Liveblogging ScienceOnline '09: Anonymity and Pseudonymity - Building Reputation Online
- Upcoming on my blog: liveblogging ScienceOnline '09
- Liveblogging ScienceOnline '09: Coffee Cupping Event
- Liveblogging ScienceOnline '09: Race in Science Online and Offline
- Liveblogging Science Online '09: Social networks for scientists
- Liveblogging the 2008 NC Science Blogging Conference - Student Blogging from K - PhD panel
Our leaders in this session are PalMD and Abel Pharmboy. I hope that these comments on this topic will be useful, as I have never blogged anonymously or under a pseudonym, but we are blessed with many such folks at this conference, and I will focus on the experiences they share in this session.
Important points: If you're concerned about your safety or that of your family (as many in the room reported abusive comments, threats, and more in the line of blogging), keeping pictures out is a good idea.
Some of the reasons that people do write under pseudonyms tell us why: someone going on the job market who did not want her writings to determine what hiring committees would think of her, someone whose employer has no positive opinion or use for blogging and considers it a distraction at best, someone new to blogging who considered using a pseudonym just a standard part of the world of blogging, to write under a persona that is very different from that of the author and may be difficult to bring out under one's real name (the so-called "kick ass alter ego"), and others who work somewhere with particularly sensitive information (trade secrets, military technology, etc.) that don't want to be entangled with being "outed" as an employee of Cogswell Cogs even if their blog has nothing to do with their work. Clearly the range of reasons for not blogging under one's real name are varied.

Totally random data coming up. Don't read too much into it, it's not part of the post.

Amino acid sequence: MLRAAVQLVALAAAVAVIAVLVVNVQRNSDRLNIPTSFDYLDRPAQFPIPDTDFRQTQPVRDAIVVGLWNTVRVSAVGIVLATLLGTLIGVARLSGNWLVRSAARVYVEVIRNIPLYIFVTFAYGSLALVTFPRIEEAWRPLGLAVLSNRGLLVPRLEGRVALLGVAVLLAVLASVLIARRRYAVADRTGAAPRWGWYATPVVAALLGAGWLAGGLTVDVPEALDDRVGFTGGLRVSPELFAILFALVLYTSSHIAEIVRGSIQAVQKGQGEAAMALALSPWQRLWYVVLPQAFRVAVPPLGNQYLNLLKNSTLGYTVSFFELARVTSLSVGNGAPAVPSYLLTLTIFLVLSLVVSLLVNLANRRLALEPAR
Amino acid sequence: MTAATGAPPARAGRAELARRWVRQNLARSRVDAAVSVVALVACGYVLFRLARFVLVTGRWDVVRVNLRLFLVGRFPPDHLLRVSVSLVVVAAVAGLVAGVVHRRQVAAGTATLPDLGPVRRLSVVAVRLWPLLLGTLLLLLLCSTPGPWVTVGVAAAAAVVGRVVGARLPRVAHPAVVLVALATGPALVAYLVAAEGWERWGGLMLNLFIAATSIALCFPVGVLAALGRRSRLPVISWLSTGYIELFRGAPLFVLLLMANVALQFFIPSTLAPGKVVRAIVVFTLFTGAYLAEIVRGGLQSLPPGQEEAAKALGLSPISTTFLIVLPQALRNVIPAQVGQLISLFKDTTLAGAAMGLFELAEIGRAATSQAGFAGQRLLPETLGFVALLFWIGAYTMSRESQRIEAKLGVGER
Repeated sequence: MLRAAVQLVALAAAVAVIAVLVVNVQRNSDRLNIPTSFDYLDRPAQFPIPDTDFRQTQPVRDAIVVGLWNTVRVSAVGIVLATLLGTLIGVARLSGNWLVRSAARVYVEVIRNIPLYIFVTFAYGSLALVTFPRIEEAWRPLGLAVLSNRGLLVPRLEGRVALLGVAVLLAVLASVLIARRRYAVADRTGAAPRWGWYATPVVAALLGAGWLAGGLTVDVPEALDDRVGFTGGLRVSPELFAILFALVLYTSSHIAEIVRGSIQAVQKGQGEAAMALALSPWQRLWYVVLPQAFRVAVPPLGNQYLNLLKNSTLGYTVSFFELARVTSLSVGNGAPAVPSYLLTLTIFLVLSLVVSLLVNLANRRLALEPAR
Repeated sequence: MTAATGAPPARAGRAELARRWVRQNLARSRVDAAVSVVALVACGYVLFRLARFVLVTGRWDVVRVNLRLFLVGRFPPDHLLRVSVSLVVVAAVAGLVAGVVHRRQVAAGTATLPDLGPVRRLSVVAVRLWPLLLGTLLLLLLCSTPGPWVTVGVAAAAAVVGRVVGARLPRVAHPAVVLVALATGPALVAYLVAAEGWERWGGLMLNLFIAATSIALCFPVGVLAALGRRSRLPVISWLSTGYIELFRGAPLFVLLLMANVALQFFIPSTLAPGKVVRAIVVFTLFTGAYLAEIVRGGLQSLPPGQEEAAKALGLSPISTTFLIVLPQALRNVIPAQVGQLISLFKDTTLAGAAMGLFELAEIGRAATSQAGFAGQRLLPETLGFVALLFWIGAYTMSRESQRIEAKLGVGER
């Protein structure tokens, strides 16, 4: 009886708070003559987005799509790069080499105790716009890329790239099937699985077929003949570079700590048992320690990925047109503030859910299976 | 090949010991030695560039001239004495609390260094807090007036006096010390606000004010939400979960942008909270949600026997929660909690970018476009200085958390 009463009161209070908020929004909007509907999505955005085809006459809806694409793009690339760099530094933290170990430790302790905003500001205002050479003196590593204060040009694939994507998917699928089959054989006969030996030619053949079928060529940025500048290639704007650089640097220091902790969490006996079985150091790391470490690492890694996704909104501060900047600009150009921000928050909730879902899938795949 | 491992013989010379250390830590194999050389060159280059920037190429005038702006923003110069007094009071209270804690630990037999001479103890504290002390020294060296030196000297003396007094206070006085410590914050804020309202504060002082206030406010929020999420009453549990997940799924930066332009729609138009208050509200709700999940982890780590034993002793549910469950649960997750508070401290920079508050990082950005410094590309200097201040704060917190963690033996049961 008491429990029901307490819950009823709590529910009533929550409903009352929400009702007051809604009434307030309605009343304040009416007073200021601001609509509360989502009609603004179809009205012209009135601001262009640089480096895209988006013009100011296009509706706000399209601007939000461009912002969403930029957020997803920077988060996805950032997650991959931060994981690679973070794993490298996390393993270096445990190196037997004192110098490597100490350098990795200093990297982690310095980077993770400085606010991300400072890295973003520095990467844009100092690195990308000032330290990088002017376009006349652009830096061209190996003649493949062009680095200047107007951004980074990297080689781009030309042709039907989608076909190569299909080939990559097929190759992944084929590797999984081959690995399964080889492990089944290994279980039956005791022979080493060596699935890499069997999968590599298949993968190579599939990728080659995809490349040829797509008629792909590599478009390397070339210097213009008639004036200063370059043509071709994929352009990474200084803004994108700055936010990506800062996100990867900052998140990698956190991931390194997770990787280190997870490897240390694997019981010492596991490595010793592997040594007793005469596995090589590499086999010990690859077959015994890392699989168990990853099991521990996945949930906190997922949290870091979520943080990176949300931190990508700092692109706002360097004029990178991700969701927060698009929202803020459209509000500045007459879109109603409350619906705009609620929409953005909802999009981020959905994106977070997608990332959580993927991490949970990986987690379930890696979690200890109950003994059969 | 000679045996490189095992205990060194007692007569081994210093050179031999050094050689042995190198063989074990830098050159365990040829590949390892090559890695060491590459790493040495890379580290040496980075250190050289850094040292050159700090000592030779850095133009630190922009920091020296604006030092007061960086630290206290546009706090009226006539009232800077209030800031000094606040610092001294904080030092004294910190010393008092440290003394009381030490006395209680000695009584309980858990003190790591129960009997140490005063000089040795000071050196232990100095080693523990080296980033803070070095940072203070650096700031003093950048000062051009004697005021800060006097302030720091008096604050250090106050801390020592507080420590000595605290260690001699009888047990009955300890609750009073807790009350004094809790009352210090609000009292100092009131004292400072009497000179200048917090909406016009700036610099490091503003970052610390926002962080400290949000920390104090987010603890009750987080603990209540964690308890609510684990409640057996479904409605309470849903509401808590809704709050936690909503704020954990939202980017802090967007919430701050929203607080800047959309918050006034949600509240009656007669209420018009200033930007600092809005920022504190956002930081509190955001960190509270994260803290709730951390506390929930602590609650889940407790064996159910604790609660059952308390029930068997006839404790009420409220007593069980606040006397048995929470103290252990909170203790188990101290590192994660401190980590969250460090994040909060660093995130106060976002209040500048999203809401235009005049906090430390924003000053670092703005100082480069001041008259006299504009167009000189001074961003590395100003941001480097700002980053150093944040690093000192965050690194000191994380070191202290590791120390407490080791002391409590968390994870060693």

One audience member raised the question of whether authority is compromised by not being transparent about your identity. Are authors of blogs given less authority if they will not identify themselves? This is clearly a sensitive issue within science, but PalMD wants to ensure that we don't conflate transparency with honesty, because many pseudonymous bloggers strive to ensure that they are being honest and open about their work and the topics they write about. There are many ways to do this, including ensuring you use proper references if blogging about your discipline or your research, building over months and years a devoted readership that gains trust in your writing, and establishing a relationship within a network of bloggers that can vouch for the accuracy of your blog material even if they do not know who you are.
"Putting the genie back into the bottle": Is it possible to become a pseudonymous blogger when you are already using your real name? Some in the room have done it, obviously by moving to a new platform or otherwise dissociating from your existing blog that has your name stamped on it. To get creative, it's possible to change some of the details that readers might use to identify you; if you're not identifying your co-worker anyway, make him a her. If you're not saying who employs you anyway, say that it is a medium-sized research university in the Midwest even if it's a small liberal arts college in the South. And so on. If you are writing about similar topics that you covered as a named blogger, there can still be problems with keeping your identity from being revealed, so watch out if that is a concern for you.